It is the nature of Max’s ability to only be able to go back in time, not forward. This is a story about approaching adulthood, the difficulties, compromises, but also freedoms that this affords. The ability to rewind is limited by the physical toll it takes on Max. I actually felt this was an unnecessary cliché, for the most part, as the temptation to dither and never stick to a choice is the far more intriguing stinger to this form of time manipulation because, while Max can rewind as often as she likes, the short reach of her power means that she is still as bound by what she (and you) decide on. The reach and scope of Max’s power, along with the bent of the narrative reminded me of Camus’ comments on his novel L’Etranger, alternately translated in to English as either ‘The Outsider’ or ‘The Stranger.’ As Life is Strange progressed, time and again I was reminded that the hero must play the game or be condemned. I started to this of the title of the game, with the “is” of the logo in a polaroid as more of a hyphen, as the Life-Strange, the Life-Outside.
At Blackwell, Max’s outsiderness is emphasized by her economic position. She is at school on a scholarship and her interior monologue continually settles on the fact that other students – specifically the elite and cruel Vortex club – can afford extravagant equipment and lifestyles: socks that “cost more than [a] wardrobe”, Nathan Prescott’s personal lawyer, cameras and films in the thousands of dollars. However, neither is Max poor – she’s certainly not as hard up as Chloe, and neither of them live hand to mouth like, say, the nameless Fisherman who is quitting the bay as his livelihood dwindles. Yet this wealth and the concomitant power are not good things: an alternate Max is a member of the Vortex club and spends outrageously, the Prescott’s are villainous and their wealth enables the far greater wickedness of Amber’s kidnap and murder.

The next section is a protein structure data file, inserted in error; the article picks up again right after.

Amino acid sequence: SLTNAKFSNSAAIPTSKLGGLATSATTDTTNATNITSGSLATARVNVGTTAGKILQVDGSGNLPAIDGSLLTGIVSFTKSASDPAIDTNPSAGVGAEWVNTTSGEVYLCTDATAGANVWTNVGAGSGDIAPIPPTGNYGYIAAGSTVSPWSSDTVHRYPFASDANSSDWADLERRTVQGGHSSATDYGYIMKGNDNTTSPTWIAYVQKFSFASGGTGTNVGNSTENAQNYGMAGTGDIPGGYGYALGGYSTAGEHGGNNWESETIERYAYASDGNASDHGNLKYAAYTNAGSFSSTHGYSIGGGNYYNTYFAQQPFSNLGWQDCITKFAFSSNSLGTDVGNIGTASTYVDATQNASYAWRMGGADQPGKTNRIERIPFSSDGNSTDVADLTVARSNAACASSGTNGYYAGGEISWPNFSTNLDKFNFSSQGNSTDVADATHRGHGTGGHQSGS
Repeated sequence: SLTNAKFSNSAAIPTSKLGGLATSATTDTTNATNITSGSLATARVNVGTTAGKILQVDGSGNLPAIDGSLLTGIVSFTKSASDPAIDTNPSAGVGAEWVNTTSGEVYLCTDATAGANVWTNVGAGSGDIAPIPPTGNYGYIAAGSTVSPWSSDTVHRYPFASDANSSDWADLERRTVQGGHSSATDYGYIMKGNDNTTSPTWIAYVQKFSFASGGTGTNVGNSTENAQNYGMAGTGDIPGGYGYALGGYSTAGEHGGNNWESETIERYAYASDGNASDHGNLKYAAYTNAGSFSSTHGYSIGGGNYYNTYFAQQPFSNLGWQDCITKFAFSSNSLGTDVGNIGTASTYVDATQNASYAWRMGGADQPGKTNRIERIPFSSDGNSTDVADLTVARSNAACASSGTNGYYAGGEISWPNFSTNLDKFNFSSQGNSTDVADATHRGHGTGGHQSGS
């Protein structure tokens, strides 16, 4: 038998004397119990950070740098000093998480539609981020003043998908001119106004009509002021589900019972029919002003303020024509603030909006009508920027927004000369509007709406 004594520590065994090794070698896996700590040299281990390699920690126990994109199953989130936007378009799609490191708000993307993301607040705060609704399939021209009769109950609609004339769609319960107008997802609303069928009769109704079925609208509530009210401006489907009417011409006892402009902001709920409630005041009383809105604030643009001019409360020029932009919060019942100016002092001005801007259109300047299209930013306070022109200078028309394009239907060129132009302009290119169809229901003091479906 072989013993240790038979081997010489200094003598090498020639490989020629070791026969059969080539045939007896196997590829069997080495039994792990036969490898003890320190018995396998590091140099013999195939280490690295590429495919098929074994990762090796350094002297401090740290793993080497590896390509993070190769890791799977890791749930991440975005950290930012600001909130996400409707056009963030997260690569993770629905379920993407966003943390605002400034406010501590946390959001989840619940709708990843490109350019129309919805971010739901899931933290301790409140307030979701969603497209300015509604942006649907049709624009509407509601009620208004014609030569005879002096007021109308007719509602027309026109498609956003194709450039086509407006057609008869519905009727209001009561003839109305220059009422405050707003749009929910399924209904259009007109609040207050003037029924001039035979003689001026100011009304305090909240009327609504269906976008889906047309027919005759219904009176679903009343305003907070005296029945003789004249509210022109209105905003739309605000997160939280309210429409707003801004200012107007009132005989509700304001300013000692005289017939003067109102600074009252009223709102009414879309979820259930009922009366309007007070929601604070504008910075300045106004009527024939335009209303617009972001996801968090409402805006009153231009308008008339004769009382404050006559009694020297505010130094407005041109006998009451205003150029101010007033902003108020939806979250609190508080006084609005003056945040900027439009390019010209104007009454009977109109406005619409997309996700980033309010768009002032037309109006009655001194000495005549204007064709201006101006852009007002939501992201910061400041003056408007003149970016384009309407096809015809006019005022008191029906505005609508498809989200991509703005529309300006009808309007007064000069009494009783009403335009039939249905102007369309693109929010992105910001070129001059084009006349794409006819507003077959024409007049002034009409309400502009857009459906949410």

The core mystery of the game, outside Max’s vision, is the fate of Rachel Amber. Chloe, Max’s childhood friend and companion in Life is Strange, enlists Max’s aid to find her. When it is confirmed that Amber has murdered, Chloe breaks down in tears over her dead lover’s body. Despite being steeped in sexual violence and threat, and featuring, as well as Rachel’s murder, a powerful sequence that is provoked by sex shaming and culminates in a suicide attempt, Life is Strange tries to navigate a line of sex-positivity in the beginning that is quite broad. The people that slut-shame, or are positioned with as sexually violent, are universally on the wrong side of things. Kate Marsh is never mentioned as bad or prudish for her abstinence, and people are just as wrong for tormenting her when they think she has been sexually active. At the same time, Chloe advises Max in all earnestness that she can now ‘bang whoever she wants and rewind time.’ With great power.
The narrative is also incredibly easy to read in a queer-friendly manner. It’s far from perfect though, and I will return to this point. Chloe is acknowledged within the game as being sexually involved with the disappeared Rachel Amber, and her heart-break at her dead lover is a genuinely moving bit of performance by Ashly Burch. Max’s explicitly acknowledges that it was Chloe being in danger that activated her power in the first place, and their relationship throughout is one of incredible tenderness, affection, and passion. Max’s sexual orientation, and the precise nature of her relationship with Chloe, is left up to player decision but it certainly read as a romantic flirtation to me, a sweet teenage flirtation or a bond that resonates through time and space and will break the world before it breaks it. (Again, I’ll come back to this).